FORT WORTH – If you come across someone wearing a navy-blue T-shirt with a bubbly, yet funky graphic on it around Fort Worth, that is all by design.
“As a fan of the color blue when I saw that was the color they chose I loved it,” said Kyle Schneider, a first-year medical student at the TCU and UNTHSC School of Medicine. “Knowing a little bit about the history of Fort Worth I felt like it (the tee) connected us better.”
On November 5, the TCU and UNTHSC School of Medicine revealed the winning T-shirt design to its inaugural class of 60 medical students. The Fort Worth M.D. School collaborated with Texas Christian University’s College of Fine Arts on the T-shirt Design Contest in which TCU students created artwork that encapsulated the unique, innovative new medical school.
Sarah Inorio, a senior at TCU majoring in graphic design, won the contest with her “Funkytown M.D.,” bubble lettering design. She was one of four graphic design students who were finalists in the contest.
“It was really cool to see the whole class of medical students and be a part of this,” Inorio said.
Jan Ballard, an instructor of design at the TCU Department of Design, teaches the professional recognition course where upper class students were encouraged to compete in the graphic design contest.
Ballard said she wanted the design to be something that would resonate with the medical students and with the City of Fort Worth.
“I collaborated with the Fort Worth M.D. School to create a contest where T-shirts would be designed with a mantra,” Ballard said. “The mantra that was selected was Funkytown M.D.”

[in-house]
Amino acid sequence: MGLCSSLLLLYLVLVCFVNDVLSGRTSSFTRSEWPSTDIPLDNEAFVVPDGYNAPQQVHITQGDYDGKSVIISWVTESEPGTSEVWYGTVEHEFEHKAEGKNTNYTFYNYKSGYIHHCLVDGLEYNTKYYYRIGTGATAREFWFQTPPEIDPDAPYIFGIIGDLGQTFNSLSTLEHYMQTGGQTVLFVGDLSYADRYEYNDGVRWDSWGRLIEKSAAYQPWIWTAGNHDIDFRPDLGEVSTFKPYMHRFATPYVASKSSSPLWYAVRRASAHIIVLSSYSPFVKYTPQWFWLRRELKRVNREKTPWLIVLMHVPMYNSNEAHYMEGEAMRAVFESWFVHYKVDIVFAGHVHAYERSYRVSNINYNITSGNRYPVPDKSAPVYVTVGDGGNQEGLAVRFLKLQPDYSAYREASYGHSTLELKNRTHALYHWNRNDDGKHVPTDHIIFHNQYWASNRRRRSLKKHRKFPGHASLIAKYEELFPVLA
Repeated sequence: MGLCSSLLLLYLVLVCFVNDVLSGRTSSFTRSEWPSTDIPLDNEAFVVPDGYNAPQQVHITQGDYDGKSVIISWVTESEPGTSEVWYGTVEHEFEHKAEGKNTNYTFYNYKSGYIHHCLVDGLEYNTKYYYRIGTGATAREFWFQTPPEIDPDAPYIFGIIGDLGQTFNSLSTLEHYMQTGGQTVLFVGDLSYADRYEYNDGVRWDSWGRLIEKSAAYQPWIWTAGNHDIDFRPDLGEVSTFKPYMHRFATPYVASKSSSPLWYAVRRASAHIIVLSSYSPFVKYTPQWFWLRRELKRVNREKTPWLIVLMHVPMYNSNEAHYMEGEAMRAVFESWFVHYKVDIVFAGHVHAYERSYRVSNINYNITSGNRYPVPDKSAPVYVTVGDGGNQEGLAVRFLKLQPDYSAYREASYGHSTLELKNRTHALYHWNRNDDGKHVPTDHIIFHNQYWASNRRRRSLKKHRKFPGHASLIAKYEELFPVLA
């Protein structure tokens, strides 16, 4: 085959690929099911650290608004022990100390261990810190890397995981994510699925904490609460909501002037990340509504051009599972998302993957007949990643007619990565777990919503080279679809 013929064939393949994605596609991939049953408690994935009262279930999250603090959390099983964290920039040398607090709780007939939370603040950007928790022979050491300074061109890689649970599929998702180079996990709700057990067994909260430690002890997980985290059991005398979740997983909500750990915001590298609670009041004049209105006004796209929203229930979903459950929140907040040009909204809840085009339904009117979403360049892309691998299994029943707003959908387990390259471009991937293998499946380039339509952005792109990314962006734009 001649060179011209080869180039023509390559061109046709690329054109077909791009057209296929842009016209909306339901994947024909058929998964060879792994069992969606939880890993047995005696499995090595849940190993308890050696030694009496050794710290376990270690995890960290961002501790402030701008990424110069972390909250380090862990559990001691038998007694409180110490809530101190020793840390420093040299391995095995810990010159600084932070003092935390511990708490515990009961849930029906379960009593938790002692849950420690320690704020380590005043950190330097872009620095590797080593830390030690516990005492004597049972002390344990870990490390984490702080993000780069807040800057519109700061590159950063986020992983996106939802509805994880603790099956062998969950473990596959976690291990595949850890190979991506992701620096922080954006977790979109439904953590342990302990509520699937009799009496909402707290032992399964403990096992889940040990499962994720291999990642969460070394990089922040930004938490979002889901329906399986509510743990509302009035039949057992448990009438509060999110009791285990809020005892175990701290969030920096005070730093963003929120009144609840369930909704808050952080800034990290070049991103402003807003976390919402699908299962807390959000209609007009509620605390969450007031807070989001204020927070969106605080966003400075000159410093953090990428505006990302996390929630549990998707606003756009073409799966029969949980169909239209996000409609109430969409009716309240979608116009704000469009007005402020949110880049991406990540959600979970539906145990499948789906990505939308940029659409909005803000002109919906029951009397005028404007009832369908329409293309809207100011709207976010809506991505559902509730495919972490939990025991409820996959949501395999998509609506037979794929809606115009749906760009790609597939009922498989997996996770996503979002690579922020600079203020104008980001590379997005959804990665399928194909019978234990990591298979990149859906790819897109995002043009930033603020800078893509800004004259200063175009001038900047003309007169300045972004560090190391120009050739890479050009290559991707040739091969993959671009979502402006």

If that name sounds familiar, that’s because it is entrenched in popular American culture. Fort Worth was first dubbed “Funkytown Fort Worth” by R&B and hip-hop performers in the 1980s, according to Star-Telegram columnist Bud Kennedy in a 2017 column. The moniker “sustained the city’s rich legacy of blues and jazz, which crosses racial lines from saxophonists Ornette Coleman and “King Curtis” Ousley to writer-producer T Bone Burnett or singer Delbert McClinton,” Kennedy wrote.
When the popular disco/funk group Lipps Inc. released the dance club song “Funkytown” in 1980, R&B deejays started calling the city “Funky Fort Worth.”
“My mom who lives in Montana was a big fan of the song,” Schneider said. “When I showed her the shirt, her first thought actually was the song.”
In 2000, when the rallying cry of “Keep Austin Weird” was born, the quick T-shirt response was “Keep Fort Worth Funky,” according to Kennedy’s column.
Inorio was aware of the history and it only took her a few sketches in her iPad to come up with the final design: “When I saw, ‘Funkytown M.D.,’ I thought you can make it fun. You can make it bubbly and funky. Knowing it’s on T-shirts and people are going to be wearing them it’s pretty cool.”
The reference to jazz/blues/R&B/hip-hop strikes a chord with medical students who are embarking in a curriculum that blends innovation, improvisation, communication and technique.
“I am definitely excited because we all had been awaiting the T-shirts,” said Samantha Evans, a first-year medical student. “It’s also so comfortable so it’s something I’ll have in my wardrobe on a weekly basis.”
Prescotte Stokes III is the Integrated Content and Marketing Manager at the TCU and UNTHSC School of Medicine. You can reach him at email@example.com